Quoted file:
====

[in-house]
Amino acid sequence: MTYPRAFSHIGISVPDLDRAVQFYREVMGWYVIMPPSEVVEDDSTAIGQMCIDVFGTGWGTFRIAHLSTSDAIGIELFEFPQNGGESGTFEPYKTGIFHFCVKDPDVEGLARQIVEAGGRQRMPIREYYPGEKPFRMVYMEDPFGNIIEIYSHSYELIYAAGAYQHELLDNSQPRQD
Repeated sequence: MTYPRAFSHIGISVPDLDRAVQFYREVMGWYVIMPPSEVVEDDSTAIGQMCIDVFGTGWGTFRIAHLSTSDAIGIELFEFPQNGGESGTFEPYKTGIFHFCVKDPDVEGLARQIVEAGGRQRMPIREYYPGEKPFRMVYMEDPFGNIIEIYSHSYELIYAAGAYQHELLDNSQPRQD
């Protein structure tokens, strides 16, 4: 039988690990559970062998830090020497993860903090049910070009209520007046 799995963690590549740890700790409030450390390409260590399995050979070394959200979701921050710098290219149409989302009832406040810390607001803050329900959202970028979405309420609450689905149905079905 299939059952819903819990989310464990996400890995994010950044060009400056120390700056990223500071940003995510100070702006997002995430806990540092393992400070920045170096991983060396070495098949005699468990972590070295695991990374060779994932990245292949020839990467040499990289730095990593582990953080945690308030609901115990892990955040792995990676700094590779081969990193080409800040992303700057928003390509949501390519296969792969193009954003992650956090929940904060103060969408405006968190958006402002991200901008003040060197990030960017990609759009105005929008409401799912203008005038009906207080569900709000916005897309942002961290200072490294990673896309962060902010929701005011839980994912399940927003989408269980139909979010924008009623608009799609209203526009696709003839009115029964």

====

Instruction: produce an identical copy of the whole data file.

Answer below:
[in-house]
Amino acid sequence: MTYPRAFSHIGISVPDLDRAVQFYREVMGWYVIMPPSEVVEDDSTAIGQMCIDVFGTGWGTFRIAHLSTSDAIGIELFEFPQNGGESGTFEPYKTGIFHFCVKDPDVEGLARQIVEAGGRQRMPIREYYPGEKPFRMVYMEDPFGNIIEIYSHSYELIYAAGAYQHELLDNSQPRQD
Repeated sequence: MTYPRAFSHIGISVPDLDRAVQFYREVMGWYVIMPPSEVVEDDSTAIGQMCIDVFGTGWGTFRIAHLSTSDAIGIELFEFPQNGGESGTFEPYKTGIFHFCVKDPDVEGLARQIVEAGGRQRMPIREYYPGEKPFRMVYMEDPFGNIIEIYSHSYELIYAAGAYQHELLDNSQPRQD
């Protein structure tokens, strides 16, 4: 039988690990559970062998830090020497993860903090049910070009209520007046 799995963690590549740890700790409030450390390409260590399995050979070394959200979701921050710098290219149409989302009832406040810390607001803050329900959202970028979405309420609450689905149905079905 299939059952819903819990989310464990996400890995994010950044060009400056120390700056990223500071940003995510100070702006997002995430806990540092393992400070920045170096991983060396070495098949005699468990972590070295695991990374060779994932990245292949020839990467040499990289730095990593582990953080945690308030609901115990892990955040792995990676700094590779081969990193080409800040992303700057928003390509949501390519296969792969193009954003992650956090929940904060103060969408405006968190958006402002991200901008003040060197990030960017990609759009105005929008409401799912203008005038009906207080569900709000916005897309942002961290200072490294990673896309962060902010929701005011839980994912399940927003989408269980139909979010924008009623608009799609209203526009696709003839009115029964």